Chapel Hill, North Carolina
Chapel Hill is a town in Orange and Durham counties in the U.S. state of North Carolina. Its population was 57,233 in the 2010 census, making Chapel Hill the 15th-largest city in the state. Chapel Hill, Durham, and the state capital, Raleigh, make up the corners of the Research Triangle (officially the Raleigh–Durham–Cary combined statistical area), with a total population of 1,998,808.
Chapel Hill, North Carolina
|Town of Chapel Hill|
Franklin Street, Chapel Hill
Southern Part of Heaven
|Counties||Orange (most) |
Durham (small part)
|• Mayor||Pam Hemminger (D)|
|• Total||21.68 sq mi (56.14 km2)|
|• Land||21.53 sq mi (55.75 km2)|
|• Water||0.15 sq mi (0.39 km2)|
|Elevation||486 ft (148 m)|
|• Density||2,975.38/sq mi (1,148.81/km2)|
|Time zone||UTC-5 (EST)|
|• Summer (DST)||UTC-4 (EDT)|
|Area codes||919, 984|
The town was founded in 1793 and is centered on Franklin Street, covering 21.3 square miles (55 km2). It contains several districts and buildings listed on the National Register of Historic Places. The University of North Carolina at Chapel Hill and UNC Health Care are a major part of the economy and town influence. Local artists have created many murals.
The area was the home place of early settler William Barbee of Middlesex County, Virginia, whose 1753 grant of 585 acres from John Carteret, 2nd Earl Granville was the first of two land grants in what is now the Chapel Hill-Durham area. Though William Barbee died shortly after settling there, one of his eight children, Christopher Barbee, became an important contributor to his father's adopted community and to the fledgling University of North Carolina.
Chapel Hill has developed along a hill; the crest was the original site of a small Anglican "chapel of ease", built in 1752, known as New Hope Chapel. The Carolina Inn now occupies this site. In 1819, the town was founded to serve the University of North Carolina and developed around it. The town was chartered in 1851, and its main street, Franklin Street, was named in memory of Benjamin Franklin.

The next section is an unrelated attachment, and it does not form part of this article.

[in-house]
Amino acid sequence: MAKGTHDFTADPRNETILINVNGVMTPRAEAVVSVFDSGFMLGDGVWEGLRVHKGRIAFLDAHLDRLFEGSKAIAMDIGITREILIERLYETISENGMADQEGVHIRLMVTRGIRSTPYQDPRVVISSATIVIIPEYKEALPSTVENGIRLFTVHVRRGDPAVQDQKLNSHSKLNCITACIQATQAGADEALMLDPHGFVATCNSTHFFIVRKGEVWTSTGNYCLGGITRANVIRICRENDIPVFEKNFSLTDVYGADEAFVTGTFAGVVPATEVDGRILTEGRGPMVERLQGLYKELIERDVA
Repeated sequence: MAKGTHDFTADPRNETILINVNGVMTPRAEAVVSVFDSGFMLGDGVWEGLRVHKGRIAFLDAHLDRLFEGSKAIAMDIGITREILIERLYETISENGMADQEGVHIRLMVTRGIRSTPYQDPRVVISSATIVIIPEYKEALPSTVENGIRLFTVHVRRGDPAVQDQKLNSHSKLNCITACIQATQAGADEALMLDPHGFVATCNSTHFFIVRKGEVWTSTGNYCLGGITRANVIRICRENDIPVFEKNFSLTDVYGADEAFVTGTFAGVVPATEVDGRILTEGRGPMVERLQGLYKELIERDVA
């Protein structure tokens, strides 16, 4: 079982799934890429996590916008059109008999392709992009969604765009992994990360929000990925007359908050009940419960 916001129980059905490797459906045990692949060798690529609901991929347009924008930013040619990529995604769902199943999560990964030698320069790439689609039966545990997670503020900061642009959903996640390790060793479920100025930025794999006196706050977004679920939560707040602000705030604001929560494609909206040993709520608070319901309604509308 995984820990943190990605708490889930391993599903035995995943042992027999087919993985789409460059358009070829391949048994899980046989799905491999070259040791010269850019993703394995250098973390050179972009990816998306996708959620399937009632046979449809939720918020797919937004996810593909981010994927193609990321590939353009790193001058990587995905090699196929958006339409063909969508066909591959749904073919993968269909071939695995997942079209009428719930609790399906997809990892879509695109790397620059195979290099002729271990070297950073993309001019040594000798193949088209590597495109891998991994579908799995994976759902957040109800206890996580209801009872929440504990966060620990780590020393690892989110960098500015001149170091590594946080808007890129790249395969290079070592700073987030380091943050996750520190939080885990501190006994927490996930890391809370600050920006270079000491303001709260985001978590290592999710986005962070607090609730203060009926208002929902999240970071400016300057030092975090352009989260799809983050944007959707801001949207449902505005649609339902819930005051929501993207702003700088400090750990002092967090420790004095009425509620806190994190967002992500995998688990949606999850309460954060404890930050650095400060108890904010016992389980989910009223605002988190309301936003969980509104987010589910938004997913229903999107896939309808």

In 1969, a year after the city fully integrated its schools, Chapel Hill elected Howard Lee as mayor. It was the first majority-white municipality in the South to elect an African-American mayor. Serving from 1969 to 1975, Lee helped establish Chapel Hill Transit, the town's bus system. Some 30 years later, in 2002, the state passed legislation to provide free service to all riders on local buses. The bus operations are funded through Chapel Hill and Carrboro town taxes, federal grants, and UNC student tuition. The change has resulted in a large increase in ridership, taking many cars off the roads. Several hybrid and articulated buses have been added recently. All buses carry GPS transmitters to report their location in real-time to a tracking web site. Buses can transport bicycles and have wheelchair lifts.
In 1993, the town celebrated its bicentennial and founded the Chapel Hill Museum. This cultural community resource "exhibiting the character and characters of Chapel Hill, North Carolina" includes among its permanent exhibits Alexander Julian, History of the Chapel Hill Fire Department, Chapel Hill's 1914 Fire Truck, The James Taylor Story, Farmer/James Pottery, and The Paul Green Legacy.
In addition to the Carolina Inn, the Beta Theta Pi Fraternity House, Chapel Hill Historic District, Chapel Hill Town Hall, Chapel of the Cross, Gimghoul Neighborhood Historic District, Alexander Hogan Plantation, Old Chapel Hill Cemetery, Old East, University of North Carolina, Playmakers Theatre, Rocky Ridge Farm Historic District, and West Chapel Hill Historic District are listed on the National Register of Historic Places.
Geography and climate
Chapel Hill is located in the southeast corner of Orange County. It is bounded on the west by the town of Carrboro and on the northeast by the city of Durham. However, most of Chapel Hill's borders are adjacent to unincorporated portions of Orange and Durham Counties rather than shared with another municipality. According to the United States Census Bureau, the town has a total area of 21.3 square miles (55.1 km2), of which 21.1 square miles (54.7 km2) is land and 0.15 square miles (0.4 km2) is covered by water.
|Climate data for Chapel Hill, NC (1991–2020 normals, extremes 1891–present)|
|Record high °F (°C)||85
|Average high °F (°C)||50.7
|Daily mean °F (°C)||40.0
|Average low °F (°C)||29.4
|Record low °F (°C)||−8
|Average precipitation inches (mm)||3.95
|Average snowfall inches (cm)||1.5
|Average precipitation days (≥ 0.01 in)||11.3||10.4||11.5||9.9||10.3||10.7||10.9||10.7||9.1||8.5||9.2||11.3||123.8|
|Average snowy days (≥ 0.1 in)||0.9||0.7||0.1||0.0||0.0||0.0||0.0||0.0||0.0||0.0||0.0||0.2||1.9|
|U.S. Decennial Census|